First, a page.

September 11 – October 20, 2006
National Institute of Disaster Management, New Delhi and World Bank Institute, Washington are offering an On-Line Training Course on Comprehensive Disaster Management Framework to development practitioners, central, state and local government officials, NGO representatives, community leaders and others interested in the challenges and issues related to disaster risk reduction and management.
This course addresses basic questions such as “why are disasters a development issue?” and “what are the components of comprehensive disaster risk management?” The course reviews the institutional arrangements and financing mechanisms of disaster management systems, and identifies the role of national and local actors in the processes related to risk assessment, mitigation and financing. This course targets general development practitioners to raise their awareness and sensitivity in prevention of natural disasters, and consists of three modules and End of Course Exercise.
· Module 1: Introduction to Natural Disaster Risk Management
It is increasingly recognized worldwide that the devastating effects of natural disasters can be linked to shortcomings of development policies. First, because certain natural phenomena tend to have greater effects in developing countries than in developed ones. Second, because several structural factors associated with a low level of development exacerbate disasters’ effects. Third, because the negative impact of natural phenomena on the prospects for long-term development is considerably greater in less developed countries. Thus, confronting disaster issues in a systematic and coherent fashion must be an explicit objective of development strategies. This introductory module reviews worldwide trends in disaster occurrence, regional distribution, and links to global trends such as persistent poverty, environmental degradation and growing urban density.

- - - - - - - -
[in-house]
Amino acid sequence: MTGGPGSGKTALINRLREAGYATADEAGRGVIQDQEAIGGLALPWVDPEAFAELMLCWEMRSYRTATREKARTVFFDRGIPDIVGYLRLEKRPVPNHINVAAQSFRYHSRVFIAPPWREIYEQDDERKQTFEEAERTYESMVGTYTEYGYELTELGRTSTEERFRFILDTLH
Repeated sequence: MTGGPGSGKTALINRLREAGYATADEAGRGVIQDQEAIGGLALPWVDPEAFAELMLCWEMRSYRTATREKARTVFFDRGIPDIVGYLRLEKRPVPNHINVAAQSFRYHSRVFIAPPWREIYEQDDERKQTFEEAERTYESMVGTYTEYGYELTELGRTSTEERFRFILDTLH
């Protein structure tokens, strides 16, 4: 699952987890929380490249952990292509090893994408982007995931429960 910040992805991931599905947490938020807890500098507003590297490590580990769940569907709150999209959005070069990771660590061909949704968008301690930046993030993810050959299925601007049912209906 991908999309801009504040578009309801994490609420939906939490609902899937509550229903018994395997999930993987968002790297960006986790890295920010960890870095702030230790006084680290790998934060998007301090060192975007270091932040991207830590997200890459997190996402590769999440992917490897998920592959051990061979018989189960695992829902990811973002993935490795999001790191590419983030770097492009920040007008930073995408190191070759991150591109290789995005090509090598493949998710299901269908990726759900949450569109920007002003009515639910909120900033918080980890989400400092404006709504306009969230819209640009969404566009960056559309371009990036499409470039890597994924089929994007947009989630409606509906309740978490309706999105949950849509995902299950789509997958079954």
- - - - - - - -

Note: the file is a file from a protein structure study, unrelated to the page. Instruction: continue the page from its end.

· Module 2: National Disaster Risk Management Systems
Poorly planned development turns recurring natural phenomena into human and economic disaster. Allowing dense population on a floodplain or permitting poor or non-enforced building codes in earthquake zones increases not only the vulnerability of the exposed population, but also makes increased losses due to natural hazards more likely. In recent years, the traditional approach to disaster management – which focused almost exclusively on actions taken immediately before, during and shortly after a disaster in order to avoid loss of life and reduce economic damage – has evolved toward a broader concept of disaster risk management. Instead of diverting financing through budget reallocation from ongoing projects in order to finance recovery and reconstruction efforts, pro-active mechanisms are sought to reduce the economic costs and impacts of disasters, improve countries’ response capacity, decrease vulnerability and improve communities’ resilience to disasters. This module reviews different approaches countries take to creating national disaster management systems; diverse methods of transferring disaster risks; options available to governments in financing disaster recovery through risk-sharing tools; costs and benefits of policy options; methods of determining the financing needs for recovery, using damage and reconstruction needs assessment etc.
· Module 3: The Role of Local Actors
Democratization and decentralization are global trends that are causing policymakers to rethink the institutional setup of governments, and the roles and responsibilities of different levels of government in achieving developmental objectives. Disaster risk management is not exempt from these global trends, and actors such as local governments, municipal authorities and local communities play an increasingly important role in emerging national disaster risk management systems. This role deserves not only recognition, but it should be viewed as an integral part of the national systems. This means that the central government must provide appropriate resources to localities, coordinate national efforts and create an enabling environment for local initiatives. This module examines the evolving role of local actors in the context of city management and community-based disaster mitigation.